Roughly 30% or more of the workforce in the U.S. are estimated to have some type of sleep disorder according to the Center for Disease Control. Safety, productivity and health are heavily influenced by fatigue in the workplace. Even moderate sleep loss can interfere significantly with performance. Many employers are unaware of the impact that sleep deprivation is having on their operations until an accident occurs. Only then, does the issue come to light. Sleep deprivation can have serious implications. Employers and corporate leaders modeling sleep as a priority, have an opportunity to play a transformative role in the workplace.

Some of the Dangers Associated With a Sleep Deprived Workforce:

    1. Decreased communication: Sleep deprived individuals may pause for long intervals without reason, enunciate poorly or mumble, mispronounce, slur, repeat themselves or lose their place in a sentence.
    2. Performance deteriorates: The average functional level of a sleep deprived individual is comparable to the 9th percentile of a non-sleep deprived individual. The risk of errors increases and poor cognitive assimilation and memory occurs. A worker may be unable to fill a leadership role when sleep deprived as emerging research suggest that skills and characteristics essential to strong, constructive leadership are compromised. Workers with a sleep deficiet, lack the ability to tell that a performance decline is occurring.
    3. Increased risk of distraction: Individuals have been shown to have trouble with maintaining focus on relevant cues, keeping track of events and maintaining interest in outcomes. Research suggests that there is a symbiotic relationship between sleep deprivation and attention deficit hyperactivity disorder (ADHD) due to an overlap of symptoms.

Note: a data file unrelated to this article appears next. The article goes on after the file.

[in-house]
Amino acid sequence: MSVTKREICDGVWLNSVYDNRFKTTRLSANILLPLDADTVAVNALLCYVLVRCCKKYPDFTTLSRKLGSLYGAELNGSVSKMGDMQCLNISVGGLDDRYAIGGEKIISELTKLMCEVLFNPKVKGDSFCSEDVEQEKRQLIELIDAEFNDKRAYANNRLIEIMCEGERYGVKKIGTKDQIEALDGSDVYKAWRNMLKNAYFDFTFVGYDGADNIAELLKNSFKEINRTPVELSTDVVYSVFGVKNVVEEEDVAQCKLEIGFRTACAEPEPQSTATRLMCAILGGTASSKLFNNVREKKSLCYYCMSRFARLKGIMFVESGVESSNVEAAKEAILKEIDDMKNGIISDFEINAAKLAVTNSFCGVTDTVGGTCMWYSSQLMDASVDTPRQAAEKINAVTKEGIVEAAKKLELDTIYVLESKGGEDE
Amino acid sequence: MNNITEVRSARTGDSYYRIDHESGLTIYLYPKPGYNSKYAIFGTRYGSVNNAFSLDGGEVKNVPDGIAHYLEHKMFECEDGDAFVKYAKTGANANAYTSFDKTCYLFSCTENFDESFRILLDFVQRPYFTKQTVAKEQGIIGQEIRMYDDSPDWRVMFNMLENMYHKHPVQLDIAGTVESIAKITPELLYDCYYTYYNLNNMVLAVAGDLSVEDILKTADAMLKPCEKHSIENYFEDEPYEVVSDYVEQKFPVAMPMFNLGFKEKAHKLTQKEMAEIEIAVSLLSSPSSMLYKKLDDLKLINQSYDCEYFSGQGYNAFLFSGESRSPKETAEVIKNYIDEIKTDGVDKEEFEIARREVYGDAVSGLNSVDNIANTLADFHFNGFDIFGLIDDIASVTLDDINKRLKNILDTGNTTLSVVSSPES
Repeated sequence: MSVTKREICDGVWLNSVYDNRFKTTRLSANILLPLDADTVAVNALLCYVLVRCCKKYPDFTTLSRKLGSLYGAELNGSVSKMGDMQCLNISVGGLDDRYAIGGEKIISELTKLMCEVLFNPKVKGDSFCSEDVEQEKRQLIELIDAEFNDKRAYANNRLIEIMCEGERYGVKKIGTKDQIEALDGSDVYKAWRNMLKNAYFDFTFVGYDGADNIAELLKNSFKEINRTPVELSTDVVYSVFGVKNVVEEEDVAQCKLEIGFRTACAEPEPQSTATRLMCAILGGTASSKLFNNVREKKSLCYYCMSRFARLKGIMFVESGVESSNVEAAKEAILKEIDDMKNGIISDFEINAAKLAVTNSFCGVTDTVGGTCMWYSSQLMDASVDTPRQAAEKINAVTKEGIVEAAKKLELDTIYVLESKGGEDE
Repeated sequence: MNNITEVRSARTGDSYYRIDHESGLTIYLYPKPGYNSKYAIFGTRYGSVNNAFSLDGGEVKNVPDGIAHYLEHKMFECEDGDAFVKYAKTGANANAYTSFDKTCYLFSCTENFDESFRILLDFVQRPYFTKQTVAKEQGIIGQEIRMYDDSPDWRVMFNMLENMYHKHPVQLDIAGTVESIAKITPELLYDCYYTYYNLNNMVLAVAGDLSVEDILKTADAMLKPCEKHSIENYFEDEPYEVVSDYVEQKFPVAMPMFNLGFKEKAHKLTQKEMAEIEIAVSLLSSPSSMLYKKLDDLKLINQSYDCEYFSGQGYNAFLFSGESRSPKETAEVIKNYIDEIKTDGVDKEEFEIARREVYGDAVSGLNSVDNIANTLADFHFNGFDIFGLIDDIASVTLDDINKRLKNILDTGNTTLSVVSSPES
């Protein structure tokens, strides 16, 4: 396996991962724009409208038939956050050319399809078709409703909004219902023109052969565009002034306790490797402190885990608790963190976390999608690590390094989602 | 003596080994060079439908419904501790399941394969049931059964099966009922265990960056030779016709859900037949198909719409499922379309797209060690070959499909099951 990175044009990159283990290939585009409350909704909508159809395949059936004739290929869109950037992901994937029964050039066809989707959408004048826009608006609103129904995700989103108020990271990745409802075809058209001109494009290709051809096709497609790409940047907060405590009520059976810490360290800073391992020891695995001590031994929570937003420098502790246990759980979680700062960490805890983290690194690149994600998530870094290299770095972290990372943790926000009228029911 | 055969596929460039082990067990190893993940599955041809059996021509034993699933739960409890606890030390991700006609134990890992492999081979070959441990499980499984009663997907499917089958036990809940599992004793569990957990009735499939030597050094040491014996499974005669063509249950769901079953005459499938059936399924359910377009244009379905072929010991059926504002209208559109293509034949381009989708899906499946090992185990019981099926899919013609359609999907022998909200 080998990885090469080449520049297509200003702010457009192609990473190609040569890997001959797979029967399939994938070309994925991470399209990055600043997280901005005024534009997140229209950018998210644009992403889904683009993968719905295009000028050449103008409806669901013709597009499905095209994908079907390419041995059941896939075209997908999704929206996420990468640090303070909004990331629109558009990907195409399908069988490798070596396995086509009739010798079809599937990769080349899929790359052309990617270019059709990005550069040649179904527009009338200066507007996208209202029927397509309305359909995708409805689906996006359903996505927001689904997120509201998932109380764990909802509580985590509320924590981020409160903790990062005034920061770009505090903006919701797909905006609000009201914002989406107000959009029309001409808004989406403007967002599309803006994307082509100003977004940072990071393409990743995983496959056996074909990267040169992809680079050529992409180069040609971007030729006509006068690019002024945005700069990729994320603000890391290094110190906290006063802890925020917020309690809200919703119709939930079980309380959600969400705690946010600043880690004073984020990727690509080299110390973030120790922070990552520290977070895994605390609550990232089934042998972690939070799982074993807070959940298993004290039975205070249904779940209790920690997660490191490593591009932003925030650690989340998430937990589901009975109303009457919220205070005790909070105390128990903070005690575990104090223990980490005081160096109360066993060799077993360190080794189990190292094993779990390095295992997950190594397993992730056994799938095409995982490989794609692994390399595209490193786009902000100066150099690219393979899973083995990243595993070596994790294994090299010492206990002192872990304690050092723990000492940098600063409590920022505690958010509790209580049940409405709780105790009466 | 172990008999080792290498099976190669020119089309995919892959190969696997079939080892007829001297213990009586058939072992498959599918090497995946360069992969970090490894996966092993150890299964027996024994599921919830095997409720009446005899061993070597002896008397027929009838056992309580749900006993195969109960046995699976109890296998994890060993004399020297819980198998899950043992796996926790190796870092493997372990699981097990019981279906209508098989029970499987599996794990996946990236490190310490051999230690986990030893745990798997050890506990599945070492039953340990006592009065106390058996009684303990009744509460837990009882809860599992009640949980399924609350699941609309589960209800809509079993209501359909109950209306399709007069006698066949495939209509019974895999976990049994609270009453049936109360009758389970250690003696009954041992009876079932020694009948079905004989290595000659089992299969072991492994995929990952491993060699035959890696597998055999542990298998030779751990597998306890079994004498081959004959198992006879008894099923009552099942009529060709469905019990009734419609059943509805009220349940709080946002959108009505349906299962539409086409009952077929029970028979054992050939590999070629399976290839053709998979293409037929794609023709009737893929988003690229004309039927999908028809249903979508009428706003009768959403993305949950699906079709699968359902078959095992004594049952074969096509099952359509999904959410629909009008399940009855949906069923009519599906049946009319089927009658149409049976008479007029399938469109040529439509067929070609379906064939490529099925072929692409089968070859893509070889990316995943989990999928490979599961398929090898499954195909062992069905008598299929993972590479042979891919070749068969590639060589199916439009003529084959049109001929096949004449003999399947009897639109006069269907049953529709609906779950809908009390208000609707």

4. Driving impairments: While the truck driving industry is well acquainted with this topic, most plant managers are not. When operating dangerous machinery like forklifts, the results of being sleep deprived can be the same as being legally drunk.
    5. Poor mood appropriate behavior: These can include irritability, impatience, lack of regard for social conventions, inappropriate interpersonal behaviors and unwillingness to engage in forward planning.
    6. Greater risk taking behavior: Areas that control rational and logical thinking show lower levels of activation with sleep deprivation but increased levels of activation in the brain region associated with risky decision making.
    7. Compounding effects: Four or more nights of partial sleep deprivation containing less than seven hours of sleep per night, can be equivalent to a total night of sleep deprivation. A single night of sleep deprivation can affect your functioning for up to two weeks.
    8. Increased risk of health implications: Over time, poor quality sleep significantly increases the risk for a number of serious chronic conditions, including high blood pressure, heart disease, stroke, obesity, diabetes and depression. These conditions are among the most expensive to employers in terms of health care and among the most likely to undermine productivity at work.